Disney is well renowned for releasing sequels to their bigger features on DVD or video rather than on the big screen. And thatís okay, thereís obviously a market for them. These films, however, are mostly a little flatter, have much less animation and are obviously more cheaply produced. Pleasingly then, in Beauty and the Beast: The Enchanted Christmas a better than average quality sequel (actually prequel) has been produced.
Itís Christmas time and the enchanted ornaments and furniture from the original film have all been returned to their human form. Reminiscing about last Christmas when they were all still bits of crockery or clocks or whatever, a dispute arises as to who saved Christmas. Belle had in her mind to have Christmas against the Beastís wishes and Forte, the pipe organ (hey, if you gotta be an animate object around the castle, what else would you choose to be?) decides to stop it. If Belle has her Christmas, the Beast is sure to fall in love with her and the curse will be lifted, throwing Forte back to obscurity as the court composer. He much prefers it as a pipe organ where he can act as advisor to the Beast (I know, pretty thin premise isnít it?).
Anyway, he plots and schemes through his lackey, Fife, to prevent Christmas happening and itís up to the others to see it happens and gets through their masterís cold, cold heart etc.
Okay, well the story isnít the quality part of this prequel, but the animation is better than average. On a Disney feature film, every frame is fully drawn; that is, every character is drawn as a complete entity. In the sequels, to cut down on time and cost, characters are broken into pieces so that, say, if only a leg is moving, the rest of the body will remain as a same separate drawing with another separate cel of just the leg moving. In the olden days when animation was hand-painted cels they could only go as high as about eight layers, but with computers they use anything up to 99. While this has been employed here, the breaking down of characters that is, it has been done very nicely and there are more instances of complete character drawings. Perhaps this is due to the smaller intricacies of the clock or the candlestick characters, but it works well in the filmís favour.
This was made between the Canadian and Sydney Disney studios in 1997 and utilises some pretty nice computer animation in the form of Forte the Pipe Organ (he sure is). In the scenes where he sings (ugh) he also has the ability to spew forth glowing green imagery that looks especially nice. Some of these are still in the rough stage with construction lines and such throughout, though they have been treated deliberately like that and look quite exceptional. In fact, many parts of this film appear quite envelope-pushing like Belleís song (ugh) about storybooks, in which all the animation is an old illustration style.
As far as sequels or prequels go, this one rates among one of Disneyís best and is a film the kids (little girls in particular) will enjoy a great deal. As a special treat, thereís even a Jewish axe (yes, an axe) thrown in there for those folks who celebrate Chanukah instead of Christmas.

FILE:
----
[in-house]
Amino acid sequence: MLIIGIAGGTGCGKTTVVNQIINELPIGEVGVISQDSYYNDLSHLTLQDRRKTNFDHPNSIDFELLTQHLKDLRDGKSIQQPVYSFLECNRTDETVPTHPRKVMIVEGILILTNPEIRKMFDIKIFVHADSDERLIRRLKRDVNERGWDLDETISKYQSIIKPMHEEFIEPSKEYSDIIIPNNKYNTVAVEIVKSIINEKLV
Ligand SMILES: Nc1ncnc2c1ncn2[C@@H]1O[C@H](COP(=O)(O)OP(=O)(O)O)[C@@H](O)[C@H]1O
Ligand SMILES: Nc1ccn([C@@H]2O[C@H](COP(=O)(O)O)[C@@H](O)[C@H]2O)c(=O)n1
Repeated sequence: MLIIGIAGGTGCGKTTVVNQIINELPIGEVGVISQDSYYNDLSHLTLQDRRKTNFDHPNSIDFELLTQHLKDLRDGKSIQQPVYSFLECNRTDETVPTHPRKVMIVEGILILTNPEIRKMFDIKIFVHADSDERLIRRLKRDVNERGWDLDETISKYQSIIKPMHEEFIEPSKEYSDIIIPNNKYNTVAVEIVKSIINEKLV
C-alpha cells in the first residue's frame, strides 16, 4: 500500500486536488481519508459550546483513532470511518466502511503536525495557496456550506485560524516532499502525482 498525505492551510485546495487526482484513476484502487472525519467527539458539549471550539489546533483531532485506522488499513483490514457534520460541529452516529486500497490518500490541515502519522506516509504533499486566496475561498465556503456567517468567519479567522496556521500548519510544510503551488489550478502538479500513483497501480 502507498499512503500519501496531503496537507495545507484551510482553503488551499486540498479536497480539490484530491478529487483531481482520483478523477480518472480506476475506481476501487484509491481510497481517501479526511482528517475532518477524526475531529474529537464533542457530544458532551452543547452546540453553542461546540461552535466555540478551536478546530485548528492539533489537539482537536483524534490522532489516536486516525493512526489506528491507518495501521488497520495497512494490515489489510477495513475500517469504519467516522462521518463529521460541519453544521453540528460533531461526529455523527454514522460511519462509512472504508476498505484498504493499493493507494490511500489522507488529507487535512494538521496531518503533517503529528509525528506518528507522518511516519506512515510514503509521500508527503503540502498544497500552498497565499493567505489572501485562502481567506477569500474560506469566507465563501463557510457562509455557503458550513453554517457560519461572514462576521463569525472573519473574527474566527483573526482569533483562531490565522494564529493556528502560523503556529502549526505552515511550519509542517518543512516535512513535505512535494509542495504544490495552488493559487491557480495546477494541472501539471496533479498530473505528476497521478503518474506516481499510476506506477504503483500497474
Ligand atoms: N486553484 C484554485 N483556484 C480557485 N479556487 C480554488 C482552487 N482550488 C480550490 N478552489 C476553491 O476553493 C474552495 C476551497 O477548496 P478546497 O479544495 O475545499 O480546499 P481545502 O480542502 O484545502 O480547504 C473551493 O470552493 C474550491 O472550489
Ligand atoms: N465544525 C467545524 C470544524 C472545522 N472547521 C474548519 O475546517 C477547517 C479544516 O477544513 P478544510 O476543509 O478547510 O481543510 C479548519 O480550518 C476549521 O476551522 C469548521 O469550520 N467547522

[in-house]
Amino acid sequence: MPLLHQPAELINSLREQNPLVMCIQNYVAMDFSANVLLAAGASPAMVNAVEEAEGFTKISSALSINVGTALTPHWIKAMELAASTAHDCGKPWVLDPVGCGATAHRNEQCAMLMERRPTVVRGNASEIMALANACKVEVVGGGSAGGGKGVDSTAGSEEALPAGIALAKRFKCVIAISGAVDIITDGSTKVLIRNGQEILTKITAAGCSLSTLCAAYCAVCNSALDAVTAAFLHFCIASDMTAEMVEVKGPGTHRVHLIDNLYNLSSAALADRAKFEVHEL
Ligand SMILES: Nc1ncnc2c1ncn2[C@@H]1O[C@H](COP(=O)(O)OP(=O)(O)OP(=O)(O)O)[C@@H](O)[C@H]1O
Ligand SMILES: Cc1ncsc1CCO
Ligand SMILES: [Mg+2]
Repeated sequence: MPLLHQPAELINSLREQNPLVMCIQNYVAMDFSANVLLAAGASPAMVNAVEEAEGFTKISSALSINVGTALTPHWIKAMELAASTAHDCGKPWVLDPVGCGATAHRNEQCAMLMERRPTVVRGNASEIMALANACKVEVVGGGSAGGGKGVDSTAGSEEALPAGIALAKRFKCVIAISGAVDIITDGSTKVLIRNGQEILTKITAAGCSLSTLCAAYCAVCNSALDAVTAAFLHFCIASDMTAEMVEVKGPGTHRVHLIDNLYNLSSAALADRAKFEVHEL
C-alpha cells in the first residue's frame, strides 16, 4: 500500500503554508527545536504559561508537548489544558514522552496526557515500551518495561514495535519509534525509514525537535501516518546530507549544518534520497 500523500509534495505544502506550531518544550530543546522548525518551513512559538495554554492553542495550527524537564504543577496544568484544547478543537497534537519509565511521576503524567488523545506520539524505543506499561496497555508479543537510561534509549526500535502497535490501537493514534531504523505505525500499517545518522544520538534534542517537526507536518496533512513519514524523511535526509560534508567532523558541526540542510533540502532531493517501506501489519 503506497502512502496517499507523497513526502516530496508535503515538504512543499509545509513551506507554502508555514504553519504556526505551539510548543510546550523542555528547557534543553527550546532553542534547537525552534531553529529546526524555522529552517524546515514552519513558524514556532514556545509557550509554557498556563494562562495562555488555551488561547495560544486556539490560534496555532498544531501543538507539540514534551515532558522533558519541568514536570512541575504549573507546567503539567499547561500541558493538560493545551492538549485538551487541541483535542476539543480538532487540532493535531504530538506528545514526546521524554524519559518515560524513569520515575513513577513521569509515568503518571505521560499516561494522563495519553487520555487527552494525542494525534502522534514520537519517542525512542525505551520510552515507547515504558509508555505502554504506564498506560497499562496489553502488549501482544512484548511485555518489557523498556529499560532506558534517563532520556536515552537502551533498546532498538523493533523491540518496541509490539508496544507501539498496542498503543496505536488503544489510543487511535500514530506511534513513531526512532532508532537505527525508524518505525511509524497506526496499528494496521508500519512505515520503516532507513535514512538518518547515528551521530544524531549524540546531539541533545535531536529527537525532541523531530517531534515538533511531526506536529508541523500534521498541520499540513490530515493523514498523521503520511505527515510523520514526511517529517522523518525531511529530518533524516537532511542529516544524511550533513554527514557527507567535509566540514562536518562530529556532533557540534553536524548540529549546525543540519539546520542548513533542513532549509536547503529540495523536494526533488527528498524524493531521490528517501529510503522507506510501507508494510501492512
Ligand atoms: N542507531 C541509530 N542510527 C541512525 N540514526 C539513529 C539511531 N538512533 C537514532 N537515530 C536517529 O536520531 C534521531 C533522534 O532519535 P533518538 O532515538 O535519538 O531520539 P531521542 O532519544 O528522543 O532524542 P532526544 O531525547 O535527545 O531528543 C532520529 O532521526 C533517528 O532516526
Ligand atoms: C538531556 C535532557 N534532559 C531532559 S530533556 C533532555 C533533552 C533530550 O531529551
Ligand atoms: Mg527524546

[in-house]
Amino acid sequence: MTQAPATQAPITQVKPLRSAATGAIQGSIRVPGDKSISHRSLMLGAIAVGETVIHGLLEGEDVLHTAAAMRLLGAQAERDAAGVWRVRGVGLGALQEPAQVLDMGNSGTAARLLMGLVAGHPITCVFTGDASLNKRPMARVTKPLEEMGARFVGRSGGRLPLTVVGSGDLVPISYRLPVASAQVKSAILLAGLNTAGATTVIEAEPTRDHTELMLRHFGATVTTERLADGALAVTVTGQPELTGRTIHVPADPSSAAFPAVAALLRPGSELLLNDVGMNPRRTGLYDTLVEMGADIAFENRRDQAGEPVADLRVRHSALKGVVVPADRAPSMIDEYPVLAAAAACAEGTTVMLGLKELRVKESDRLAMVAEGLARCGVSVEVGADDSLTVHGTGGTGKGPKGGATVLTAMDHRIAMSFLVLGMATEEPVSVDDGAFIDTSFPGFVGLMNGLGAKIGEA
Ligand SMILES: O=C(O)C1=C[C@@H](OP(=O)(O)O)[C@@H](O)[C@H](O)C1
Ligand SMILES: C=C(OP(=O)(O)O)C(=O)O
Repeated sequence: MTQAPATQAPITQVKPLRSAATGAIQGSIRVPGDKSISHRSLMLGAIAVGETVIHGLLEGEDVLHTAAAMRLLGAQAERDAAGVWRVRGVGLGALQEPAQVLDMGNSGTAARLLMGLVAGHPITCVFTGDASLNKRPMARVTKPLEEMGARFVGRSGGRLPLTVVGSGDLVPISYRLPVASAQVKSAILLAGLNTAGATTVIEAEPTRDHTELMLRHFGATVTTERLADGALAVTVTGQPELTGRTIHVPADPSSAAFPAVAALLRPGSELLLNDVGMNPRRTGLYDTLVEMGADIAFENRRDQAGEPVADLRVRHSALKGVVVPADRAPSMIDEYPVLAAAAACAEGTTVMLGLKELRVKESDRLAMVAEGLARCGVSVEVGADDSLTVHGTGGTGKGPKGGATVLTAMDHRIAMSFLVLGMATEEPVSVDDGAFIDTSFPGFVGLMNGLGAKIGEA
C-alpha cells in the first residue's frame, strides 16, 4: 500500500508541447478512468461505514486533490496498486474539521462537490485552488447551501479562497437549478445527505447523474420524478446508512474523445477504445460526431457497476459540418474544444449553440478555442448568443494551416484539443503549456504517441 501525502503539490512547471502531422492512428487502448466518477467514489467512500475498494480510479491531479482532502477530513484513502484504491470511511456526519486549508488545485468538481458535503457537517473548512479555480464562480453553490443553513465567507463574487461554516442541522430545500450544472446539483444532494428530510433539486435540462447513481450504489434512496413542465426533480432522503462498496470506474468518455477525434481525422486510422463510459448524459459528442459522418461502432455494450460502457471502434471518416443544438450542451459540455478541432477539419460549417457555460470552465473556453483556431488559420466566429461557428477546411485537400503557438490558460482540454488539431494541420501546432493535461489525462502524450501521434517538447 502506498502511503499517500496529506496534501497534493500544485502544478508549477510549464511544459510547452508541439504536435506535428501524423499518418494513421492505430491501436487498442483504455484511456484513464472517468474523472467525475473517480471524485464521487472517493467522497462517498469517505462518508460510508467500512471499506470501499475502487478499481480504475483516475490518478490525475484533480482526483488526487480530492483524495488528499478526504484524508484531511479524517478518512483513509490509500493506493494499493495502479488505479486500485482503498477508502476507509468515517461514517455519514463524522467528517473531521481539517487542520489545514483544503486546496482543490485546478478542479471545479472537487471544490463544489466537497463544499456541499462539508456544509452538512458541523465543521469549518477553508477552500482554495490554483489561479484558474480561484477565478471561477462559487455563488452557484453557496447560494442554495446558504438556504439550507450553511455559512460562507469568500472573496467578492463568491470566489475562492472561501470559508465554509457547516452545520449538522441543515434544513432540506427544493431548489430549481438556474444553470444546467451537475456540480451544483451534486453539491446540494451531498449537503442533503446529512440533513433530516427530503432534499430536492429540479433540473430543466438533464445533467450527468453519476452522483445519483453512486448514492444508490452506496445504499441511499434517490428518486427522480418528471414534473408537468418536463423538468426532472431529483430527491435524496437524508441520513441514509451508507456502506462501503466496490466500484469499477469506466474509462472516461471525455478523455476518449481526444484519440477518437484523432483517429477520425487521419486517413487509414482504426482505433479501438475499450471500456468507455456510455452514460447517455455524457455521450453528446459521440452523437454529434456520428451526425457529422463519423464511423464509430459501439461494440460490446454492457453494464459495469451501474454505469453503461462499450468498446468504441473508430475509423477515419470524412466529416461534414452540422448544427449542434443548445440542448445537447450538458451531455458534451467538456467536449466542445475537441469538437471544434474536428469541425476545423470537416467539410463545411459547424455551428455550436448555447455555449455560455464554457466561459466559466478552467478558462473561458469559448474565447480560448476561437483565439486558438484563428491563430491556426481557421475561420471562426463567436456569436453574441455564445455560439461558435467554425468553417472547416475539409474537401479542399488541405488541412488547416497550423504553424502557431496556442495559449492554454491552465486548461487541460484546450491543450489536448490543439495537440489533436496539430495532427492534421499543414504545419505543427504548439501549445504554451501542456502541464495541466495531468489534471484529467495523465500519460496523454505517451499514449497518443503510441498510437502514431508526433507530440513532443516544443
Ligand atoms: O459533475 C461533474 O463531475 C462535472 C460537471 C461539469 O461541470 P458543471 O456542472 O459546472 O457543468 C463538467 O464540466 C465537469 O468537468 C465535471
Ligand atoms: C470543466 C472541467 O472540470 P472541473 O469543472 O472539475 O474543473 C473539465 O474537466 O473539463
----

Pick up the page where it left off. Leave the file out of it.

As is usually the case with Buena Vista we are delivered a mostly fault-free picture. Granted us in 4:3, (again cheaper than a widescreen cinema ratio) the picture looks nice and clear with sharp lines and vibrant colours. Whilst not being a perfectly clean source, the quality is still reasonably high with only occasional scenes suffering film artefacts or reflection (scene of note in the attic from 17:08-14). Any instances of poorer presentation donít last long and this attic scene is the worst and longest, to give an indication.
The previously mentioned green glows are nice and well balanced and the animation throughout is top notch. A typically excellent transfer.
In Buena Vistaís mandatory Dolby Digital 5.1 surround we get a couple of nicer moments, but this is mostly a visual/dialogue piece and so there is little call for the surrounds. That being said we get some underwater sounds at one point on the frozen lake and some of the lurching groanings of Forte the Pipe Organ throughout the film get all around us nicely. On that note, Forteís groanings and pipe mutterings are nicely conveyed behind Tim Curryís excellently malevolent voice in the role.
Music has been scored by Rachel Portman and is the usual kind of Disney back palette of orchestral works. She too has scored the songs, which I found the hardest part of watching the film, though they will no doubt appeal to the myriad of short Belle fans out there. All in all there are five songs throughout plus a Peabo Bryson and Roberta Flack closer that forced me to fast forward the credits as I am only human.
This has been released previously with no extras whatsoever but thankfully this has been rectified with this incarnation on DVD. Being a rather well produced sequel/prequel and having a fairly rounded out selection of extras makes this a very nice package for any littler animation fan this Christmas. Unless youíre Jewish, of course, but it may be a while before Disney go with a Chanukah themed film. However, this is a shorter film at 68 minutes but more than makes up for this with nice clear visuals, great clean sound and the big stocking of extras.